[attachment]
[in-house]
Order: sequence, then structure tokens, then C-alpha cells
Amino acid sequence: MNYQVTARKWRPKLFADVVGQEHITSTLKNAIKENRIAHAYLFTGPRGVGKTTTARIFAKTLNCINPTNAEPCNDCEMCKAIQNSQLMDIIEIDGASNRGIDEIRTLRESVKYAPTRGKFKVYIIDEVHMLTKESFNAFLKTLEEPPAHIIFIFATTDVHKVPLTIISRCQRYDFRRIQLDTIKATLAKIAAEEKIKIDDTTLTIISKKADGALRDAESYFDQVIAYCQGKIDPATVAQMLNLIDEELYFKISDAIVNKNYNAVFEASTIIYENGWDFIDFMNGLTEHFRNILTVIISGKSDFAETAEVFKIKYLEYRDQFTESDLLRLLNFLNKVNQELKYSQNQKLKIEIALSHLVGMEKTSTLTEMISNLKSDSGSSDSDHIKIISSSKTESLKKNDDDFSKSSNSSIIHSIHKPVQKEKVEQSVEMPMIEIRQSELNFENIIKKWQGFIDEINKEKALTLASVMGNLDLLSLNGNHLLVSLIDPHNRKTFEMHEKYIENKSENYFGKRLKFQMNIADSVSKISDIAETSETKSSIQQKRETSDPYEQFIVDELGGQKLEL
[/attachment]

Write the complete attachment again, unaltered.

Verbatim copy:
[in-house]
Order: sequence, then structure tokens, then C-alpha cells
Amino acid sequence: MNYQVTARKWRPKLFADVVGQEHITSTLKNAIKENRIAHAYLFTGPRGVGKTTTARIFAKTLNCINPTNAEPCNDCEMCKAIQNSQLMDIIEIDGASNRGIDEIRTLRESVKYAPTRGKFKVYIIDEVHMLTKESFNAFLKTLEEPPAHIIFIFATTDVHKVPLTIISRCQRYDFRRIQLDTIKATLAKIAAEEKIKIDDTTLTIISKKADGALRDAESYFDQVIAYCQGKIDPATVAQMLNLIDEELYFKISDAIVNKNYNAVFEASTIIYENGWDFIDFMNGLTEHFRNILTVIISGKSDFAETAEVFKIKYLEYRDQFTESDLLRLLNFLNKVNQELKYSQNQKLKIEIALSHLVGMEKTSTLTEMISNLKSDSGSSDSDHIKIISSSKTESLKKNDDDFSKSSNSSIIHSIHKPVQKEKVEQSVEMPMIEIRQSELNFENIIKKWQGFIDEINKEKALTLASVMGNLDLLSLNGNHLLVSLIDPHNRKTFEMHEKYIENKSENYFGKRLKFQMNIADSVSKISDIAETSETKSSIQQKRETSDPYEQFIVDELGGQKLEL